In 2013, the Oxford Dictionary added a new word to its library: FOMO, or Fear Of Missing Out. The acronym describes a feeling of, “Anxiety that an exciting or interesting event may currently be happening elsewhere, often aroused by posts seen on social media.”
As a health club operator, it should be your goal to create FOMO events — those that members and guests don’t want to miss out on.
Tom Wingert, the vice president of marketing at City Fitness, is no stranger to creating FOMO events. Over the past few years the marketer has planned a wide range of successful gatherings, such as Commotion, a 240-person fitness event held at a concert venue; and a 50-person cycling class held at Philadelphia’s One Liberty Observation Deck.
City Fitness also recently announced an event series called Top-Secret Tuesdays, that will occur from April 30 to July 2, 2019. Each event will feature a workout led by City Fitness instructors surrounding a distinct theme and festive atmosphere — to be announced the Sunday before each week’s event.
Through the production of these activities, Wingert has gleaned a number of important lessons. Following are his tips for hosting FOMO events:
Offer a Unique Experience
In order to create a FOMO event, you have to create something that members and guests won’t experience elsewhere.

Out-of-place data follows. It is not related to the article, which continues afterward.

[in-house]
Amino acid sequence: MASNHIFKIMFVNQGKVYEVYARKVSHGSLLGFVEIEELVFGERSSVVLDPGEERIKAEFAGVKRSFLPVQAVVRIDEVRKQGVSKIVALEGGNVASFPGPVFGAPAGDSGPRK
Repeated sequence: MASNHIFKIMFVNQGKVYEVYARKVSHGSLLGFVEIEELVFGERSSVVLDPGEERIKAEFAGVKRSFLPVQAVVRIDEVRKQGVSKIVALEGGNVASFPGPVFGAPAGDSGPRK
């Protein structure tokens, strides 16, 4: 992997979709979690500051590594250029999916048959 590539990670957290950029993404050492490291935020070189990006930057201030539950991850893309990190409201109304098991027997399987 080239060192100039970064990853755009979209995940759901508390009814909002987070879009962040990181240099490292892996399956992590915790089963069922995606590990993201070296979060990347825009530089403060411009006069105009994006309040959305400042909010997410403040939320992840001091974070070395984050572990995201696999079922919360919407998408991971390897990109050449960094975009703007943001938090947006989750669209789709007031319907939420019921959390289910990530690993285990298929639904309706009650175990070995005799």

“We’re always challenged to put a unique spin on events,” said Wingert. “By adding our own elements, we create this unique situation that allows us to stand out from all the other brands and studios that are are offering an event of some kind. So the takeaway is just do something interesting and different. Once you have something interesting, then you have an interesting story to tell. You have something you’re promoting that people will actually be excited about and interested in.”
Focus on Engagement, Not Sales
According to Wingert, club operators should refrain from hosting an event that’s sole purpose is to generate membership sales.
“That is short-term thinking and ultimately will limit your ability to invest freely in events, whether it’s time or resources,” explained Wingert. “You need to view events as an opportunity to engage with people you wouldn’t otherwise. If you think about things in those terms, you’re going to be able to execute an authentic experience, and that will pay off down the road.”
Plan, Plan, Plan
Lastly, Wingert shared the importance of planning a marketing strategy ahead of time for any event you put together.
“If you start thinking about things a month and a half to two months in advance of an event, and then start planning out the individual tactics, it works out so much better,” said Wingert. “You have to put in the time and the energy to appropriately activate your channels, and then you press go — but that takes time. You just have to get ahead of it.”